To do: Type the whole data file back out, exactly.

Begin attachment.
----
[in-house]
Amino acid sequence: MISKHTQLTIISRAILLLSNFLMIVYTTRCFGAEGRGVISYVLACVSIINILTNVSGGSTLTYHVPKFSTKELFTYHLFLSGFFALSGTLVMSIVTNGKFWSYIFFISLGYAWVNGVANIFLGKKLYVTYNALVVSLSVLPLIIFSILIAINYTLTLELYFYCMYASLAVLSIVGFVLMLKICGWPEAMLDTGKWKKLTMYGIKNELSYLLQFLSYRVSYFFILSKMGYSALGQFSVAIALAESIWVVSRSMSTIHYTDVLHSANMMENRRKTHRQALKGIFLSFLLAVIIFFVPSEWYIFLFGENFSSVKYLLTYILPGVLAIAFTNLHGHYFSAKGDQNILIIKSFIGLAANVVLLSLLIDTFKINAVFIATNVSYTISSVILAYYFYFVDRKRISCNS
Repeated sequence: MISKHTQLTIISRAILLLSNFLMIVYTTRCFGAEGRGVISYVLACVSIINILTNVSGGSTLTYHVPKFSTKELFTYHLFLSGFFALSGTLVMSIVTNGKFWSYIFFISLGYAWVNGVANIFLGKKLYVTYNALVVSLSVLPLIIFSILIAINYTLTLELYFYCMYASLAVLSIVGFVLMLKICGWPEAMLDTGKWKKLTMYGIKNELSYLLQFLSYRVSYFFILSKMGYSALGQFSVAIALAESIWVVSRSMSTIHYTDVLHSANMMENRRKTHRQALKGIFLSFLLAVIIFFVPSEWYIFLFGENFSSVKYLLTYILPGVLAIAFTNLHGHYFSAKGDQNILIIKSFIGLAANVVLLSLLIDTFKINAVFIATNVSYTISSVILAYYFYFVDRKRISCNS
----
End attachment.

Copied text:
[in-house]
Amino acid sequence: MISKHTQLTIISRAILLLSNFLMIVYTTRCFGAEGRGVISYVLACVSIINILTNVSGGSTLTYHVPKFSTKELFTYHLFLSGFFALSGTLVMSIVTNGKFWSYIFFISLGYAWVNGVANIFLGKKLYVTYNALVVSLSVLPLIIFSILIAINYTLTLELYFYCMYASLAVLSIVGFVLMLKICGWPEAMLDTGKWKKLTMYGIKNELSYLLQFLSYRVSYFFILSKMGYSALGQFSVAIALAESIWVVSRSMSTIHYTDVLHSANMMENRRKTHRQALKGIFLSFLLAVIIFFVPSEWYIFLFGENFSSVKYLLTYILPGVLAIAFTNLHGHYFSAKGDQNILIIKSFIGLAANVVLLSLLIDTFKINAVFIATNVSYTISSVILAYYFYFVDRKRISCNS
Repeated sequence: MISKHTQLTIISRAILLLSNFLMIVYTTRCFGAEGRGVISYVLACVSIINILTNVSGGSTLTYHVPKFSTKELFTYHLFLSGFFALSGTLVMSIVTNGKFWSYIFFISLGYAWVNGVANIFLGKKLYVTYNALVVSLSVLPLIIFSILIAINYTLTLELYFYCMYASLAVLSIVGFVLMLKICGWPEAMLDTGKWKKLTMYGIKNELSYLLQFLSYRVSYFFILSKMGYSALGQFSVAIALAESIWVVSRSMSTIHYTDVLHSANMMENRRKTHRQALKGIFLSFLLAVIIFFVPSEWYIFLFGENFSSVKYLLTYILPGVLAIAFTNLHGHYFSAKGDQNILIIKSFIGLAANVVLLSLLIDTFKINAVFIATNVSYTISSVILAYYFYFVDRKRISCNS